I have a DataFrame with values in columns a and b and a third column with the count of that row. I would like to convert this into a DataFrame (either new or remake the old one) with columns a and b repeated the number of times as is in the count column. It's probably more clear with an example. I have this DataFrame:

import pandas as pd
df = pd.DataFrame({'a' : [1,2,3], 'b' : [0,0,1], 'count' : [3,1,4]})

I am converting it like this:

new_df = pd.DataFrame(columns=df.columns[:-1])
for _, row in df.iterrows():
    num = row['count']
    for i in range(num):
        pd.concat([new_df, row])
        new_df = new_df.append(row[:-1])

This does exactly what I want but seems inelegant to me because of the for-loop inside iterrows. Is there a better or more pythonic way to do this?


1 Answer 1


You are correct in thinking that iterrows is a very bad sign for Pandas code. Even worse is building up a DataFrame one row at a time like this with pd.concat - the performance implications are dreadful.

Instead of reaching for loops, your first step should be to check if there is a vectorized DataFrame method you could use. In this case.. perhaps there isn't.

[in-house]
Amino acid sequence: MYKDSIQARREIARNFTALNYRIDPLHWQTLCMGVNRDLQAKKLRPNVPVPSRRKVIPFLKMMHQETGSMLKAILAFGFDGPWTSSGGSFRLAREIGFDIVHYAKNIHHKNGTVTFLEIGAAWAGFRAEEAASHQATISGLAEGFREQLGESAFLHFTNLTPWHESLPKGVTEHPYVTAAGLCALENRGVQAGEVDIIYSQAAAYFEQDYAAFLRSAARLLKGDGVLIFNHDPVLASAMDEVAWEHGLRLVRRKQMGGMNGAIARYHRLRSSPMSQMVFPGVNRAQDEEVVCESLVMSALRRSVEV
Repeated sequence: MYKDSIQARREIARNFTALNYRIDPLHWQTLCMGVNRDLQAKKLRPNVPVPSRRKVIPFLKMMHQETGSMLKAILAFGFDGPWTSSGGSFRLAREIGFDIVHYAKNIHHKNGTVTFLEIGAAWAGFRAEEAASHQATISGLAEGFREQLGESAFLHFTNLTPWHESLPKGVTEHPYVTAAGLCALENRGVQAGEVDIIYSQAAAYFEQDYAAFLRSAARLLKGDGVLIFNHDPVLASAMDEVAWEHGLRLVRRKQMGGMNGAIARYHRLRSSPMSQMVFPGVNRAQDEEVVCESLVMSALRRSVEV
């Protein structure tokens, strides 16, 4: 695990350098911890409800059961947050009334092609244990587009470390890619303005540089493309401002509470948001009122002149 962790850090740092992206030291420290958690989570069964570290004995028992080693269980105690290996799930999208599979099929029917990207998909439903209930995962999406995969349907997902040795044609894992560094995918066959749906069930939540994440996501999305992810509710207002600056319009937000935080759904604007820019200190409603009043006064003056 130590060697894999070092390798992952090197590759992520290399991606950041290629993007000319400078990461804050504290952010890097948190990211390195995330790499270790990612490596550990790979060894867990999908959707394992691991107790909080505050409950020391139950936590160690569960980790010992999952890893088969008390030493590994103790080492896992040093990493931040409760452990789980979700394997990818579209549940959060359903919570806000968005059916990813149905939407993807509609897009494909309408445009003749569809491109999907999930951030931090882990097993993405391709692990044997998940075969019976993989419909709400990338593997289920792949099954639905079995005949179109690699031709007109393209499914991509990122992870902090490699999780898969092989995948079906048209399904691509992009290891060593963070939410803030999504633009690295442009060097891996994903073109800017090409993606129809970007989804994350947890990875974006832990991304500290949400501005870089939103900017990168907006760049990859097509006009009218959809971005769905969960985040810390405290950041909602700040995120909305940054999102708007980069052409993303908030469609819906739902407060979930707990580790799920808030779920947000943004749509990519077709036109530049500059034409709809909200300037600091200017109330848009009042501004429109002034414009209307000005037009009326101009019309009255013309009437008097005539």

Next step is dropping into NumPy. And lo and behold, there is numpy.repeat, which allows you to repeat an array along an axis with another array of counts. We can wrap that up in a function.

def repeat_frame(df, counts):            
    rep_array = np.repeat(df.values, counts, axis=0)
    return pd.DataFrame(rep_array, columns=df.columns)

# would be called with 
repeat_frame(df[['a', 'b']], df['count'])

This runs in 450 µs on my machine compared to your current solution in 20.2 ms for your sample data. On a larger sample size with 1000 rows, it runs in 511 µs compared to 6.86 s for your current solution, roughly 13000 times faster.

If you find yourself wanting to use pd.concat or similar in any situation like this to build up a DataFrame row-by-row, stop! There is going to be a faster way.

And if you are certain you have some wild iteration logic that cannot be vectorized (which is unlikely), create an empty array of the necessary shape and consider using Numba or Cython to speed up filling it up with a loop.


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